Preoperative 3-dimensional visualization of sentinel lymph nodes (SLNs) with a technique known as single-photon emission computed tomography/computed tomography was associated with a higher rate of detection of positive SLNs and a higher rate of disease-free survival among patients with melanoma, according to a study in the September 12 issue of JAMA.
"Melanoma has become an increasing interdisciplinary public health challenge worldwide. According to the World Health Organization, the incidence of melanoma is increasing faster than any other cancer in the world. Melanoma is the third most common cancer in Australia and the fifth most common cancer in the United States. The American Cancer Society estimated that approximately 70,230 new melanomas were diagnosed in the United States during 2011, resulting in approximately 8,790 deaths," according to background information in the article. "Because melanoma, depending on tumor depth, metastasizes early into regional lymph nodes, sentinel lymph node excision (SLNE) is probably the most important diagnostic and potentially therapeutic procedure for patients with melanoma. The histological status of the sentinel lymph node is the most relevant prognostic factor for overall survival in patients with melanoma, independent of primary tumor thickness." The authors add that the recently introduced hybrid single-photon emission computed tomography/computed tomography (SPECT/CT) imaging technique could help overcome the high false-negative rate of SLNE by providing additional anatomical information to the surgeon.
Ingo Stoffels, M.D., of the University of Essen-Duisburg, Essen, Germany, and colleagues conducted a study to compare the association between SLNE with vs. without preoperative SPECT/CT imaging and metastatic node detection and disease-free survival in patients with cutaneous melanoma. The study included use of a melanoma patient database to identify a group of 464 patients eligible for SLNE between March 2003 and April 2011. A total of 403 patients with clinically negative lymph nodes, who underwent SLNE with or without preoperative SPECT/CT, qualified for subsequent analysis. Between March 2003 and October 2008, 254 patients with melanoma underwent SLNE without preoperative SPECT/CT. Between November 2008 and April 2011, all sentinel node scintigraphies (type of diagnostic imaging tests) were performed as SPECT/CT in 149 patients. Using SPECT/CT allowed SLNE in the head and neck area more frequently (2.0 percent for standard vs. 23.5 percent for SPECT/CT).
A total of 833 SLNs were removed from 403 patients. The researchers found 2.40 SLNs per patient in the SPECT/CT group and 1.87 SLNs per patient in the standard group; 51 of 358 excised SLNs (14.2 percent) in the SPECT/CT cohort and 54 of 475 SLNs (11.4 percent) in the standard cohort showed metastatic involvement. The authors were able to identify 41 patients (27.5 percent) with positive SLNs in the SPECT/CT cohort and 48 (18.9 percent) with positive SLNs in the standard cohort. The number of positive SLNs per patient was significantly higher in the SPECT/CT cohort than in the standard cohort (0.34 vs. 0.21).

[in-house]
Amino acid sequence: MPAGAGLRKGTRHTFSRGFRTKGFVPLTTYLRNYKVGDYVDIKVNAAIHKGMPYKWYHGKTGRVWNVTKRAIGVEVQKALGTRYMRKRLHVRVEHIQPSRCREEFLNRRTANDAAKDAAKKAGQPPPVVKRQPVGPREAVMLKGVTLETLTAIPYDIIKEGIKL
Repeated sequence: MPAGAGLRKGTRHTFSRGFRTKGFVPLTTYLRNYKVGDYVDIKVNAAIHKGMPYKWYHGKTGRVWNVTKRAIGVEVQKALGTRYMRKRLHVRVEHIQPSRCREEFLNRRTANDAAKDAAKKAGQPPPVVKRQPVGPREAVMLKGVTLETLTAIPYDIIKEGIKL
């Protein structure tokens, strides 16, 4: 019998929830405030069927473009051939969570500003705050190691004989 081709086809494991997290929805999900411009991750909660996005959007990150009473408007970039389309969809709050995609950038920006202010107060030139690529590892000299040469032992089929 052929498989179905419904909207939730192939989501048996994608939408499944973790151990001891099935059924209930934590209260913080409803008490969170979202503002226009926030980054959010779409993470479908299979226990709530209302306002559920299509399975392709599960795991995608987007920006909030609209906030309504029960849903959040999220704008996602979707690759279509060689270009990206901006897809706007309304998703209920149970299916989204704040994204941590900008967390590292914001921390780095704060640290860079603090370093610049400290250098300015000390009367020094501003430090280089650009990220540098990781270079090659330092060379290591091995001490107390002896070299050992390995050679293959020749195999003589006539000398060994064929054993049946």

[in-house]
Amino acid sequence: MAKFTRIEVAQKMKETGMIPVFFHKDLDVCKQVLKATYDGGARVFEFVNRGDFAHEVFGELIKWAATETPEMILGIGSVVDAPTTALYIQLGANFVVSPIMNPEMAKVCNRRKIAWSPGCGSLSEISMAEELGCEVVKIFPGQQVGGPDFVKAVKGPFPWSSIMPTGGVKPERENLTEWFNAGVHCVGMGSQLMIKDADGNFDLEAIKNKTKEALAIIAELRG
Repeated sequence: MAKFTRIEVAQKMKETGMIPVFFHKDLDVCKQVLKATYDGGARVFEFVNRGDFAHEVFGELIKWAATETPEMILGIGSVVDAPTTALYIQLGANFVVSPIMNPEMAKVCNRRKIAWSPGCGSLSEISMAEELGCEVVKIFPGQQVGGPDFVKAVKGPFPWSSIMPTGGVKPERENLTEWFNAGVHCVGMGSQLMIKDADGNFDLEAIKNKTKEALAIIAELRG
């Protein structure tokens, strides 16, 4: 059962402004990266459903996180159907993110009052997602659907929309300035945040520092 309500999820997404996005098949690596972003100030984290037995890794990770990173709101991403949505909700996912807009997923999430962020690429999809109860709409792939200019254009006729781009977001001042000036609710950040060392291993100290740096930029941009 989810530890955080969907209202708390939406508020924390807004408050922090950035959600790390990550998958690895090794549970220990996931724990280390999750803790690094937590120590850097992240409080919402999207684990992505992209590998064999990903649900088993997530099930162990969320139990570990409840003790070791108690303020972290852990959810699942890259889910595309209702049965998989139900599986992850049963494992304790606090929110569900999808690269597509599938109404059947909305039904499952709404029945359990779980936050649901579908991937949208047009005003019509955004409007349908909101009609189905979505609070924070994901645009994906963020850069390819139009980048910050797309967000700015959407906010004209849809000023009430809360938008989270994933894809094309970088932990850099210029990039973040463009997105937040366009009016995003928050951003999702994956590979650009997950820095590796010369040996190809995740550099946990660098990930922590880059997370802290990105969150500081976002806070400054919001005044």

"The local relapse rate in the SPECT/CT cohort was lower than in the standard cohort (6.8 percent vs. 23.8 percent), which prolonged 4-year disease-free survival (93.9 percent vs. 79.2 percent)," the researchers write.
The authors note that with the SPECT/CT technique, they were able to use smaller incisions in the head and neck area as well as alternative entry points due to the exact anatomical localization of the SLN.
"In conclusion, the preoperative visualization of SLN with SPECT/CT is technically feasible and facilitates the detection of additional positive SLNs. The use of this technique offers the physician the preoperative possibility of determining the exact location and visualization of the SLN...", the researchers write. "In patients with cutaneous melanoma, the use of SPECT/CT-aided SLNE compared with SLNE alone was associated with higher detection of metastatic involvement and a higher rate of disease-free survival."
Editor's Note: This study was not supported by any grant or sponsor. Please see the article for additional information, including other authors, author contributions and affiliations, financial disclosures, etc.